·          A good horse will put up with bad technique because it’s a good horse.

·          A busy mouth indicates trouble inside the horse. It’s the instrument panel. 

·          When you introduce something new, the mouth will get busy. Work with him until the mouth calms down.

·          Horses are real keen on whether they can move your feet, or if you can move theirs.

·          Most of the time the horse is scared.

·          Make your point and shut up.

·          Until you can do what I do, you won't get what I get.

·          Everything I do is about letting a horse know that it can think. When you can do that, you'll be surprised what it can do.”

It would be a mistake to equate training horses and horsemanship with educating children, working with staff and stakeholders, and leading schools. Rather, Brannaman provides us with an opportunity to step back and to ponder the nature of the relationships necessary to be effective with training and leading. This requires one to infer and make connections about what may be considered the wisdom of experience that a master educator in one field shares with those willing to listen, watch, and pay attention. It does take time to achieve mastery in any pursuit, including educational leadership. Part of this is being curious and receptive to ideas and connections from the most unlikely persons, places, and circumstances.

If you have tips on “what works” with your own leadeship please share them with Dr. Mike Dietz, @mikedietz92, michael.dietz@cuw.edu or 262-365-3947. 

Summer Extravaganza in Educational Administration
Concordia University Wisconsin Department of Educational Administration is participating in the summer of 2019 “Summer Extravaganza.” Twelve different Accelerated/Condensed Educational Administrative courses will be offered during the summer of 2019 as part of the Concordia School of Education “uncommon” effort to meet the needs of students. Courses will be taught at both the Mequon campus and the Miller Park Way Center.

These three credit graduate courses are taught over a four or five day period. The first “Extravaganza” courses will be taught June 17 th -21 st , and the last summer “Extravaganza” courses will be taught on July 29 th- August 2 nd . Students are encouraged to take a look at these extremely popular courses as a format of moving through the Educational Administration program. The twelve “Summer Extravaganza” Educational Administration courses are listed on the link here: summerextravaganza .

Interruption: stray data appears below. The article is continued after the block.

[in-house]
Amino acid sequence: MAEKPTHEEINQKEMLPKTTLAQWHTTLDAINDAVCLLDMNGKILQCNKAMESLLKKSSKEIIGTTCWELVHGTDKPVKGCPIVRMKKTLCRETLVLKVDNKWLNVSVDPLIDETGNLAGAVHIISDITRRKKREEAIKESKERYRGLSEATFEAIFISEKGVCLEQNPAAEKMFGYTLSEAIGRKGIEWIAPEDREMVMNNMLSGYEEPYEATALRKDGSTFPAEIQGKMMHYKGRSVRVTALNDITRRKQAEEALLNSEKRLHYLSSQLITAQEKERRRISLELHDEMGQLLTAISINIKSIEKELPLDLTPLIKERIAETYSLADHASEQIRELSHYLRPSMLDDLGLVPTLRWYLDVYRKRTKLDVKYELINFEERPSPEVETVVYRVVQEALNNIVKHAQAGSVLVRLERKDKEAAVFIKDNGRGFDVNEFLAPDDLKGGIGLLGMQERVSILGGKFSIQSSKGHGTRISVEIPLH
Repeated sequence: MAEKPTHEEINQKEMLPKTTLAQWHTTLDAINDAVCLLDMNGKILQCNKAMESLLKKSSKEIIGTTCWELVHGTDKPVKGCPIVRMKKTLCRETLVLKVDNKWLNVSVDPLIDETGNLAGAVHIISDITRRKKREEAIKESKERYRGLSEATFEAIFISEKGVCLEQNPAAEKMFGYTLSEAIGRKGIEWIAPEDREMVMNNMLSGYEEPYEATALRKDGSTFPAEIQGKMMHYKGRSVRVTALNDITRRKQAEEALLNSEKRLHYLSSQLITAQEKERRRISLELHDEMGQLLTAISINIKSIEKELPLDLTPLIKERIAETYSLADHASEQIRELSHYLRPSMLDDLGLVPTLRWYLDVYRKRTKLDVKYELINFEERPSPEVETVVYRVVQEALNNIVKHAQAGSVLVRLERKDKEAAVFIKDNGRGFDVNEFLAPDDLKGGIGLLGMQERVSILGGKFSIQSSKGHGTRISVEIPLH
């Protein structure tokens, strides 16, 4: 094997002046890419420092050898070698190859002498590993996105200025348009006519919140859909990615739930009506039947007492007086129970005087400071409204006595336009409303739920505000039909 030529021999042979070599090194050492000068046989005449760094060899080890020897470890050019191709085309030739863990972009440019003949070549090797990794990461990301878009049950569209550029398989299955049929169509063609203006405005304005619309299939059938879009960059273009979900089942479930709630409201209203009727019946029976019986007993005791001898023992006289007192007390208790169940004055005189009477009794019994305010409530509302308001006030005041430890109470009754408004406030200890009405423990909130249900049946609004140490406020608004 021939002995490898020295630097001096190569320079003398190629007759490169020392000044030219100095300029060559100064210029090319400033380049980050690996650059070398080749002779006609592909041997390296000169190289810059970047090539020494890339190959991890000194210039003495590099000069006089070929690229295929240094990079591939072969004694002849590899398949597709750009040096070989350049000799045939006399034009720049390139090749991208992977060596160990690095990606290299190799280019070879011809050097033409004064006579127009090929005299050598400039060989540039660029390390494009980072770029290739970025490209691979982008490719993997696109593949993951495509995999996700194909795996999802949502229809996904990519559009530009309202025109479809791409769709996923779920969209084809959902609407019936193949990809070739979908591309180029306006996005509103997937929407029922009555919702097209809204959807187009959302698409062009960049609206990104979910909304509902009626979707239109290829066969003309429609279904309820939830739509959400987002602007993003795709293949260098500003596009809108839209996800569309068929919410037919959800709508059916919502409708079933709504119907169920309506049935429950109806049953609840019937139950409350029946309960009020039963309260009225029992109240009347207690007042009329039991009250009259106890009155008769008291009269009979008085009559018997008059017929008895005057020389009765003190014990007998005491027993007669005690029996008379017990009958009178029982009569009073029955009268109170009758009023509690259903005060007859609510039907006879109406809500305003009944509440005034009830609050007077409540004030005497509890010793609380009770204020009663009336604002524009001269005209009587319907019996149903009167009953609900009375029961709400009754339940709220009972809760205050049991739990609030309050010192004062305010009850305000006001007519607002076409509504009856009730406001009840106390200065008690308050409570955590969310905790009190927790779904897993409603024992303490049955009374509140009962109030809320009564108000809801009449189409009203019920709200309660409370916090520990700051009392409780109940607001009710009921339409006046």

Superintendent License/Special Certificate Program
Concordia University Wisconsin is very proud of the success and popularity of its Superintendent License/Specialist Certificate program.  The 21-graduate credit program is taught by leading educators in the state of Wisconsin and Southeast Wisconsin. The instructors in the program are as follows:

·        Dr. Kieth Kriewaldt – Superintendent of Schools for the Erin School District
·        Dr. Gary Kiltz – Superintendent of Schools for the Greendale School District
·        Dr. Phil Ertl – Superintendent of Schools for the Wauwatosa School District
·        Dr. Michael Uden – Vice-Provost for Concordia University Wisconsin
·        Dr. James Pingel – Dean of School of Education at Concordia University Wisconsin
·        Dr. Steven Witt – Director of Graduate Education at Concordia University Wisconsin
·        Dr. Steven Johnson – Retired Superintendent of Schools
·        Dr. Richard Schnake – Concordia University Wisconsin faculty member

The department of Educational Administration is now in the sixth cohort for the Superintendent License program. Graduates are doing very well in obtaining positions and being selected as position candidates.

The next Superintendent License courses are as follows:

·EDG 788/988 – Professional Ethics in Leadership
   - Dr. Uden, April 29 – June 22, 2019

·EDG 791/991 – Public Relations
  - Dr. Kiltz, April 29 – June 22, 2019

·EDG 789/989 – Organizational and Policy Development
  - Dr. Pingel, July 1 – August 25, 2019

·EDG 792/992 – Facility Planning
 - Dr. Ertl, July 13 – August 24, 2019

Superintendent License courses are primarily conducted online. Feel free to contact Dr. Elliott Moeser if you have any questions at elliott.moeser@cuw.edu
We Want YOU To Inform Our Professional Practice
Have you implemented a new practice that is working well? Please share your experience with us, so that we can use this newsletter to share information with others.

Please email your success story to amy.hillenbrand@cuw.edu .

Concordia University Wisconsin Graduate Education 262-243-2708